• Mags, its an individual choice thing for me. My idea of a contented stree-free life does not include hunched over a sink with a sore back and wet front doing washing! I had to do it for years when my kids were wee and we had no money and I’m not doing it again 🙂 But the tumble drier has gone !

      • A considered approach to what we can and can’t do without is a brilliant way to start…every little helps and has a positive cumulative effect for the well-being of us all.
        Blessings XXX

  7. This is a very timely reminder as my family and I are making serious counter-culture lifestyle changes, and we were already weird! The thing is to get past that unccomfortable ‘stepping out’ transition into the ‘living free’ part!

    I would like this post if I could get wordpress to cooperate!

  8. My goodness, no denigration from me. I could make an identical poster. 🙂 Well, I’d have to add no hot running water, too.

    Years ago, I read that there are two ways to be rich – have lots of money or few needs. I’ve always leaned toward the “few needs” version of rich.

  9. I have often thought that if my husband had been willing to live off the grid as we discussed when we were courting, we would never have divorced. More than forty years later, I still have dreams of living off grid and hope to achieve it in my old age.

  10. Well said Colette, i agree, resources are limited on this planet & we we must adapt to care for the planet. I hope in a few years to put this ideal into practice in a small with my efforts. Keven xx

  11. Colette you are an inspiration to all. There will always be negative people but that’s how you know you’re striking a nerve. I’m reminded of the Vikings in Greenland who stubbornly refused to adapt to the environment. People who aren’t prepared to make any adaptations to change are the ones who will fail miserably. I like knowing there are people like you in this world. You make it a richer place. All my best.

  12. I love the “No Problem” poster. Once you start to see, it really is easy to lighten one’s step, one pace at a time. Step by step. You really are getting to be ‘off grid’ as the Americans like to say. Good on ya, lass. “Non illegitimi carborundum.” (Don’t let the bastards grind you down.) Ecoboy

  13. Hi Colette,
    People respond in this way to things they do not understand, OR if it brings out feelings of guilt! I am envious of you having your own place where you can institute so many sustainable methods of living. I do what I can here in the city, and must admit it raises eyebrows!

    As you know, I am an herbalist and I am experimenting with fermented vegies and the like this winter as a healthful additive to my diet. I drink homemade Kombucha, Kefir, and take my fire cider…if I were a germ I wouldn’t want to take up residence in my body.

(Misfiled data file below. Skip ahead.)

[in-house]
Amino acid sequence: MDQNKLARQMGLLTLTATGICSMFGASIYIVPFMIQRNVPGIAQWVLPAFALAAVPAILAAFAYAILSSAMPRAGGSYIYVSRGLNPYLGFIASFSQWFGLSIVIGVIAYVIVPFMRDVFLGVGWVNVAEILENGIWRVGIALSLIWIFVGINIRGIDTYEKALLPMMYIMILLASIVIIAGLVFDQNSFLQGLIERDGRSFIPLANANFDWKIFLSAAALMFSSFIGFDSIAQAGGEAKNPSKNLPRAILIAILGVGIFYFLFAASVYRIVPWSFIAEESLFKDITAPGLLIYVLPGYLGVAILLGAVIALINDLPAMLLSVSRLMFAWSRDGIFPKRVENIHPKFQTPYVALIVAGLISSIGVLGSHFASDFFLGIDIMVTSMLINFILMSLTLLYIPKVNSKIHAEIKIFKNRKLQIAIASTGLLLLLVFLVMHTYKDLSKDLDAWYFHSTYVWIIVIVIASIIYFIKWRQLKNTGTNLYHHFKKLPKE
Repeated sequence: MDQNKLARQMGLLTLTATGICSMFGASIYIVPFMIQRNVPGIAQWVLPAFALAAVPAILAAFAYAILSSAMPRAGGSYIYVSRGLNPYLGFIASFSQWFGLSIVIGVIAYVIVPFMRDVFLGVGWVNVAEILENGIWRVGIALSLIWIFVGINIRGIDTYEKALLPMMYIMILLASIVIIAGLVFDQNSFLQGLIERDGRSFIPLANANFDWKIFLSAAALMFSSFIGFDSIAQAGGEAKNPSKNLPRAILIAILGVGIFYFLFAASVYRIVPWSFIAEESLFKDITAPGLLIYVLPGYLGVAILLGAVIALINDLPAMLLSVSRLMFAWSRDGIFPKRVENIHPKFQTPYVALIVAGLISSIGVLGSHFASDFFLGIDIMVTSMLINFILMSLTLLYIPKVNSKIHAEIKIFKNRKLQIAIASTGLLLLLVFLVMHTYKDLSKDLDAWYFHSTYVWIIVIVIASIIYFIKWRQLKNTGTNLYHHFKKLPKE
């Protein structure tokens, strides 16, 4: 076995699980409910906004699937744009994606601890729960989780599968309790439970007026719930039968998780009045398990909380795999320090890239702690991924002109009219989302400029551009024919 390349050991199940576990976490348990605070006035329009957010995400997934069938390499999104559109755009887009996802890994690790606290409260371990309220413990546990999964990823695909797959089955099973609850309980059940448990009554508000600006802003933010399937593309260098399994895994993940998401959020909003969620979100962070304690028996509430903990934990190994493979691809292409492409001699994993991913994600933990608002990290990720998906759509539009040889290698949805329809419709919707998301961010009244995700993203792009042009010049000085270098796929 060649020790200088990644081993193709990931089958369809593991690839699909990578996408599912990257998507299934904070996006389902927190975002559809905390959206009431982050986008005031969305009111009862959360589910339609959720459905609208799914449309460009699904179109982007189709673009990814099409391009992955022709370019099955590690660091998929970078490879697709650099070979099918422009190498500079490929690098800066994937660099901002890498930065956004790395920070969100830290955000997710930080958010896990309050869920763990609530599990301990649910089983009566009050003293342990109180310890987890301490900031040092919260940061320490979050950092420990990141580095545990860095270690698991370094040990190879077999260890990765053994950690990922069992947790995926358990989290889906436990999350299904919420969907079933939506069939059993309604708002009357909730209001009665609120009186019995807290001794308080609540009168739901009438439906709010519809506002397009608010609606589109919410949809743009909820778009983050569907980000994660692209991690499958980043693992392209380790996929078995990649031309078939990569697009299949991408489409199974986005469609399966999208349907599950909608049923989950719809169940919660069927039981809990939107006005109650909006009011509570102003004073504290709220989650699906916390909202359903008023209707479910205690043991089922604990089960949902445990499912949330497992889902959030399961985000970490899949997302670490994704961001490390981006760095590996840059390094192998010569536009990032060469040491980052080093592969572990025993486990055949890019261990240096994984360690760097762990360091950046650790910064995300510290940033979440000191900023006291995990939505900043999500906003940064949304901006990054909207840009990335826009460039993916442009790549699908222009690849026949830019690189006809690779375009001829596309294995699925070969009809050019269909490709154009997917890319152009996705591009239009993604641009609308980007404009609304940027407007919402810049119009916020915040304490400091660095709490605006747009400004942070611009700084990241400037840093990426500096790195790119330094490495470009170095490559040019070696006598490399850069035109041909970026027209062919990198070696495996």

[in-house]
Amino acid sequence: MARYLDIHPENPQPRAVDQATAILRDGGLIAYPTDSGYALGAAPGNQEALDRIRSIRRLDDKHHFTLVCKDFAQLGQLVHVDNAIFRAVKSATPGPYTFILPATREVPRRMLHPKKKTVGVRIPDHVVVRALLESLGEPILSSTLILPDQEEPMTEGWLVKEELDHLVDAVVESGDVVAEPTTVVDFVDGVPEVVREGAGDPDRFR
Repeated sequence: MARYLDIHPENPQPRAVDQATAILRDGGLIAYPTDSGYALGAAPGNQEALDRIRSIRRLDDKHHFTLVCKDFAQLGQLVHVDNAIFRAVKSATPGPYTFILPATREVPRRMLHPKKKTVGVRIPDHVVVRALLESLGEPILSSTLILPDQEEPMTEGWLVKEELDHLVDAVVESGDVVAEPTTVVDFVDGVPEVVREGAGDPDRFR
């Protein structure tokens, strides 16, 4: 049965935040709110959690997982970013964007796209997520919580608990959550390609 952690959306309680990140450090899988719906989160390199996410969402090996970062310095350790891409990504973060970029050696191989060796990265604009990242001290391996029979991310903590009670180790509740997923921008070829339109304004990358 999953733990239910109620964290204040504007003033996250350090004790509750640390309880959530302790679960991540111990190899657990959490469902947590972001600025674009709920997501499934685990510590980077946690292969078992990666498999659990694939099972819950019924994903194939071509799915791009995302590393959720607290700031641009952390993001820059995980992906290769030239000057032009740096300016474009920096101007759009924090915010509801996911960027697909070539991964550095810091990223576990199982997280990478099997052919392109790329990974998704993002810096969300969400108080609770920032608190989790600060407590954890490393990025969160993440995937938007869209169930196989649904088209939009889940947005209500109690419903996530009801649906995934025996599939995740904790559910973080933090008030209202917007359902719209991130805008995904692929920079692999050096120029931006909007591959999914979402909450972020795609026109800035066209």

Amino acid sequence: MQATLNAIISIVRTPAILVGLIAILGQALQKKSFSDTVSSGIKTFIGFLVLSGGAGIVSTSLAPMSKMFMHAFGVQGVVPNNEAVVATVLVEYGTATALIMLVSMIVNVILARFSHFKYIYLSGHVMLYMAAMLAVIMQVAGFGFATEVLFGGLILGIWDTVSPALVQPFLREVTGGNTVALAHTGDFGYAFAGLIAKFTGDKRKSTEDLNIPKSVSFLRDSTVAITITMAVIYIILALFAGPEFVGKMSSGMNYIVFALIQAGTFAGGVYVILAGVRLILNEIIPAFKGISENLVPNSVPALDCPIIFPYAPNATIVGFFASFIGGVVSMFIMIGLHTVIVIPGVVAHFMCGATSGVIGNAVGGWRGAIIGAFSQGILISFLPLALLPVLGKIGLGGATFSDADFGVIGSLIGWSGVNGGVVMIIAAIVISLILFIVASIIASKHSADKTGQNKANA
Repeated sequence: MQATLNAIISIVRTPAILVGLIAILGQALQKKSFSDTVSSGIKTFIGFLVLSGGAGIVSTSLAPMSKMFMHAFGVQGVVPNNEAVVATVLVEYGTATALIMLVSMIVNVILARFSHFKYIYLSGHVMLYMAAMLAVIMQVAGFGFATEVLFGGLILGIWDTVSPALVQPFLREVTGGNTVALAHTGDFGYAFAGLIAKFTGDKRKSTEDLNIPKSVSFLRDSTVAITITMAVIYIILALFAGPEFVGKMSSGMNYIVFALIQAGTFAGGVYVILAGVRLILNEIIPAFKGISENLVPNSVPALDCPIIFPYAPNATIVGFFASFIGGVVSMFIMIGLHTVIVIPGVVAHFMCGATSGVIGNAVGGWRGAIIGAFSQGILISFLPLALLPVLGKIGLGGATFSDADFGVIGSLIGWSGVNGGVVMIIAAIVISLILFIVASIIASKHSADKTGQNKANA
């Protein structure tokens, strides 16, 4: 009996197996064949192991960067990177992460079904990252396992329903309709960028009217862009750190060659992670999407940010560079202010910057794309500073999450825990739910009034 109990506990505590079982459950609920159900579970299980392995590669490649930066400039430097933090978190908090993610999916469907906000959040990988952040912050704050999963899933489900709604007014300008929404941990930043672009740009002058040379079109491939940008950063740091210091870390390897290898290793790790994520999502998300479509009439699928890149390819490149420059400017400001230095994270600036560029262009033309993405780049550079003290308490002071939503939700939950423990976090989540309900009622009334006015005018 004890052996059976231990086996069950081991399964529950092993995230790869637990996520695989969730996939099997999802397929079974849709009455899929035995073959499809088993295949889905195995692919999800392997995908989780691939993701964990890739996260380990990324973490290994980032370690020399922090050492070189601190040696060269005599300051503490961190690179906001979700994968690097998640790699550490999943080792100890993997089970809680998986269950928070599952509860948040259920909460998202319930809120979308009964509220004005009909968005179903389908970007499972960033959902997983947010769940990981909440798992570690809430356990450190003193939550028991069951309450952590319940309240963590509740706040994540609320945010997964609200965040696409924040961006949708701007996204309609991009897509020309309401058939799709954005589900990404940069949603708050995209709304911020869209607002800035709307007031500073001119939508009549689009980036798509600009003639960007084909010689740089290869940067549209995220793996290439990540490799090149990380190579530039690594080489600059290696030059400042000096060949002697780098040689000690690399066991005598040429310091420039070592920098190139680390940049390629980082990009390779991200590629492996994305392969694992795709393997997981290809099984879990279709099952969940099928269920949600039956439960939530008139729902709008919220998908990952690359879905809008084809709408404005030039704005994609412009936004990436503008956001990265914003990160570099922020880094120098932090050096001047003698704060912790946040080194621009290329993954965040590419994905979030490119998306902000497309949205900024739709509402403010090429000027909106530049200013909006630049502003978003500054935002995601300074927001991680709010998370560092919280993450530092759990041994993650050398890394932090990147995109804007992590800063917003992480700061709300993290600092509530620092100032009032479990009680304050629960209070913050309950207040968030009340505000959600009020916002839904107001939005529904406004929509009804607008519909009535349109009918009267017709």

I recycle everything possible within my home. Double duty on any packaging.( creativity that my Gran was very good at back in the day) It amazes me to see the waste that single people like myself put out to the curb each week…I put mine out once a month and then it is rarely filled. I guess that comes from cooking from fresh and thinking about packaging when buying.

    You are an inspiration and I find that I keep looking for new and different ways to solve economic problems based on your logic!

    Thanks for sending a bit of spring to us in your photos. It was encouraging. I send your blog to an older friend and she so enjoying it.


  14. How I enjoy your beautiful photography. I admire you so much for living life without all electrical gadgetry we have all aspired to. A friend passed this wonderful poem on to me. It is by Joanne Limburg. I hope I’m not infringing copyright here by including the poem in my comments!

    Travelling Light

    Never underestimate
    the ecstasy of chucking out

    the clean desktop, the orderly wardrobe,
    the black plastic bags stacked by the shut front door;

    the softness of the shaven calf,
    the bracing softness of the friction glove –

    a text that could edit itself would know it,
    linen being boiled must know it,

    that godly joy of cleanliness,
    the pleasure of being stripped bare

    and blameless, a born again
    with just one suitcase, on the right road.

  15. I have found that a hostile response comes from those who feel uncomfortable with what is said. They are unable to counter with a sensible answer and so become abusive. The most abusive comments I have received have been on the subject of the dreadful cruelty involved in boiling shellfish. Even with family members this has caused problems.

    You have to do what you believe is right, even when others attack you for it, so good on you Colette, for not only are you doing your best for the planet, but are an inspiration to others, and it doesn’t get better than that!

    • Thanks Polly, you have lifted my spirits! I am aware that the current state of living for much of the western world and beyond, is predicated on completely unsustainable growth. It’s a simple fact. We have a massive problem in facing that one small fact!

  16. I was blessed to know my grandparents both of whom had lived without all the modern ‘conveniences’ in the beginning of 20th in the remote rural area. What a treasure trove was their stories. I couldn’t help but to ‘interrogate’ them constantly about how the life was back then. Once I remember asking my grandfather – you explained me how you did make/grow anything you needed, but did you ever bought anything a the store? Yes, he laughed – we bought salt, sugar and spirits 🙂 🙂 🙂 And I think not because they couldn’t make it all or do without, but just because of ‘convenience’ of that time.